By David Gordon ∙ Ludwig von Mises Institute via LewRockwell.com ∙ October 3
[World War IV: The Long Struggle Against Islamofascism. By Norman Podhoretz. Doubleday, 2007. 230 pages.]
Norman Podhoretz, an eminent authority on the novels of Norman Mailer, has for decades postured as an expert in foreign policy as well. It is not too much then, one might have supposed, to expect him to possess an elementary knowledge of European history. Any such expectations are soon disappointed. We find in his latest effort this surprising remark:
Following from this [wish for stability through a balance of power] was a very old principle, going all the way back to the arrangements of the sixteenth century that grew out of the Treaty of Westphalia allowing for more or less peaceful coexistence among perennially warring Catholic and Protestant principalities. In its original form this principle was expressed in the Latin motto cuius regio eius religio (the religion of the ruler is the religion of the region). (p. 132)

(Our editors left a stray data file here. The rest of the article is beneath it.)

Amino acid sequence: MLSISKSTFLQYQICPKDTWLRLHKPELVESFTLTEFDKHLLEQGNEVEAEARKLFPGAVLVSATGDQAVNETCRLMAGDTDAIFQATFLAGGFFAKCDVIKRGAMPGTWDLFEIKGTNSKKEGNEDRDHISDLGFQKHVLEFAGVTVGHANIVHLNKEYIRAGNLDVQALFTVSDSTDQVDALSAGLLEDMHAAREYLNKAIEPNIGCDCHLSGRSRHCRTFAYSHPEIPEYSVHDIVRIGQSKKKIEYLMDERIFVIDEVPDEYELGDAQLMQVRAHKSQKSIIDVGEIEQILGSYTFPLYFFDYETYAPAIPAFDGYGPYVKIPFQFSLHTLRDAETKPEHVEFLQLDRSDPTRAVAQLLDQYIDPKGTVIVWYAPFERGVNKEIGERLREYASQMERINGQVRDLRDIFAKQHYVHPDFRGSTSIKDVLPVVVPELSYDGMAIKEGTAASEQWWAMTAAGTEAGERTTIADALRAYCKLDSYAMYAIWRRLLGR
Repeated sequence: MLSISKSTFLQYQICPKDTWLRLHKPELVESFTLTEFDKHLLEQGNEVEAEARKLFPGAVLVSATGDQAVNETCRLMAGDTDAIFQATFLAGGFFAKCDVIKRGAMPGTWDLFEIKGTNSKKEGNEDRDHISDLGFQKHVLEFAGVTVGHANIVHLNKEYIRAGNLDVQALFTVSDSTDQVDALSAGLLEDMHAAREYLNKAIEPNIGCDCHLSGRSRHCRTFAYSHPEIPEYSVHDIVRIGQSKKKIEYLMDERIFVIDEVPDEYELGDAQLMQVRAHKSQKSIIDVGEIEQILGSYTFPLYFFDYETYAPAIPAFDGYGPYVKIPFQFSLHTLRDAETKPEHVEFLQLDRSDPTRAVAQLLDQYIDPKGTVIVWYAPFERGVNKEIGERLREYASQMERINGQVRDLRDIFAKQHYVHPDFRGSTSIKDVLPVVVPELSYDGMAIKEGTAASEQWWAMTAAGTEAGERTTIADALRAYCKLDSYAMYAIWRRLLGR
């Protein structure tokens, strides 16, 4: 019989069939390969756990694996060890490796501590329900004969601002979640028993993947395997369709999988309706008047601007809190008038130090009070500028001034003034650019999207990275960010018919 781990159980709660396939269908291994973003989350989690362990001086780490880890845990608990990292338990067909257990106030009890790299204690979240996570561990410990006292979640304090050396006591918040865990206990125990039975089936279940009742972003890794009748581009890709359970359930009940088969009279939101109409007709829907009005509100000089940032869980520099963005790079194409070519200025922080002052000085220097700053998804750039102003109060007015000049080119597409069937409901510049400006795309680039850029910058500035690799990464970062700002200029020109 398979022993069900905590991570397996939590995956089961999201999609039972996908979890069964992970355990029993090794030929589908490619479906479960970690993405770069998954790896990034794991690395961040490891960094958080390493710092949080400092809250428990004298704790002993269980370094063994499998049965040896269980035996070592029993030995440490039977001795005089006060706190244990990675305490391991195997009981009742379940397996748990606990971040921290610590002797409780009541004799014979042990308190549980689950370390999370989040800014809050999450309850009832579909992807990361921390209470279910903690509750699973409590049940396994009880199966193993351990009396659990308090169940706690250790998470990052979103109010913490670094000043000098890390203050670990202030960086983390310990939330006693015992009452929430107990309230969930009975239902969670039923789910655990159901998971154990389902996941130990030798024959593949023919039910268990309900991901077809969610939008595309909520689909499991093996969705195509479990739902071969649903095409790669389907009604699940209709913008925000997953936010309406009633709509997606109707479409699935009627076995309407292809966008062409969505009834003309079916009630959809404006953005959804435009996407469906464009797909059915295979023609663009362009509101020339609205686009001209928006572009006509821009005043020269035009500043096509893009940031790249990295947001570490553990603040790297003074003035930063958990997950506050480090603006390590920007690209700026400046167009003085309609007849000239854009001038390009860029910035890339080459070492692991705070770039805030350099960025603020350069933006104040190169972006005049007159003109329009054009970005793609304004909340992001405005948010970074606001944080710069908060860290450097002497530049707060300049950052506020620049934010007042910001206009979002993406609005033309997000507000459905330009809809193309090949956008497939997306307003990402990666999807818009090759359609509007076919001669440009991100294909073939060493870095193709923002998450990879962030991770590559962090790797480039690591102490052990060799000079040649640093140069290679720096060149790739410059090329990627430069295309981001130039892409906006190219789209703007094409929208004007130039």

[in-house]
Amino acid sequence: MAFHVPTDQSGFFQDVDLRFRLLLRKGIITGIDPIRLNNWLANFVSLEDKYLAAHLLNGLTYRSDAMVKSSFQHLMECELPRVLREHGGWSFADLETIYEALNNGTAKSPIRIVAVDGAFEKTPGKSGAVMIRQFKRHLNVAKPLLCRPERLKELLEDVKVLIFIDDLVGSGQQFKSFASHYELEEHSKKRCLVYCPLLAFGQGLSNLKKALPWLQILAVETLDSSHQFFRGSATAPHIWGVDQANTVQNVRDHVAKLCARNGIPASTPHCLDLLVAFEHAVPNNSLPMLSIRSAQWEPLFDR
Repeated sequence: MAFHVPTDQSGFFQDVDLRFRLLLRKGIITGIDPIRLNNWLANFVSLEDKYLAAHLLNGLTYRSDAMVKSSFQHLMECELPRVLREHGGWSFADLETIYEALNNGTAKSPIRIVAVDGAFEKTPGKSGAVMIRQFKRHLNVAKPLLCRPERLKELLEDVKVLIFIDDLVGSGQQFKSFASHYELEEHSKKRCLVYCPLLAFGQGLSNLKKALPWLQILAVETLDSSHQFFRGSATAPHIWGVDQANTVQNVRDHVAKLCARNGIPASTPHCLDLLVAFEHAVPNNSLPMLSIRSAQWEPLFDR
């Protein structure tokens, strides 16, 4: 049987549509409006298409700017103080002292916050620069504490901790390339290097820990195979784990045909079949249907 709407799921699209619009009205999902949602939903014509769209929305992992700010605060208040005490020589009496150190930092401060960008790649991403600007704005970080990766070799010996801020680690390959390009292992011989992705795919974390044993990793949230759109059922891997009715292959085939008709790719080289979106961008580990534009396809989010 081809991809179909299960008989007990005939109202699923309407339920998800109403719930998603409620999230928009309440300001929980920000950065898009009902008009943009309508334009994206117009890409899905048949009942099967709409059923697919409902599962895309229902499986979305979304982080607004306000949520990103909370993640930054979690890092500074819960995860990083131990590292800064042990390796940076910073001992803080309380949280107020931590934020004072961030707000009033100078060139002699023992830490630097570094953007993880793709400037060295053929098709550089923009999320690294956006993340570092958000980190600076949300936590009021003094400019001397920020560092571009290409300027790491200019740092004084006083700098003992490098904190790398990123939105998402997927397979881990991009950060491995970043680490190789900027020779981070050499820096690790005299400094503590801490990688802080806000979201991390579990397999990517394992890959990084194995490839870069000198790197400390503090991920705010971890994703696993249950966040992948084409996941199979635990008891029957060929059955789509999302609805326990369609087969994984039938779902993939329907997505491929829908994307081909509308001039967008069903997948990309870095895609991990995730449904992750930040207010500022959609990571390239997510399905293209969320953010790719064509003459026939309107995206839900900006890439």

Podhoretz has blundered badly. He confuses the arrangements made in the Peace of Augsburg (1555) with the Treaty of Westphalia (1648), which confirmed the principle of cuius regio and extended it to Calvinism. But what is a mere century to our learned author?
But I am holding Podhoretz to an unfair standard. As he makes abundantly clear in this book, his field is not historical fact but rather fantasy and propaganda. We see this immediately in the title that he has chosen for his book. This presupposes two falsehoods: that we are engaged in a world war and that something called "Islamofascism" exists. ◄ continue ►
David Gordon [send him mail] is a senior fellow at the Ludwig von Mises Institute and editor of its Mises Review. He is also the author of The Essential Rothbard. See also his Books on Liberty.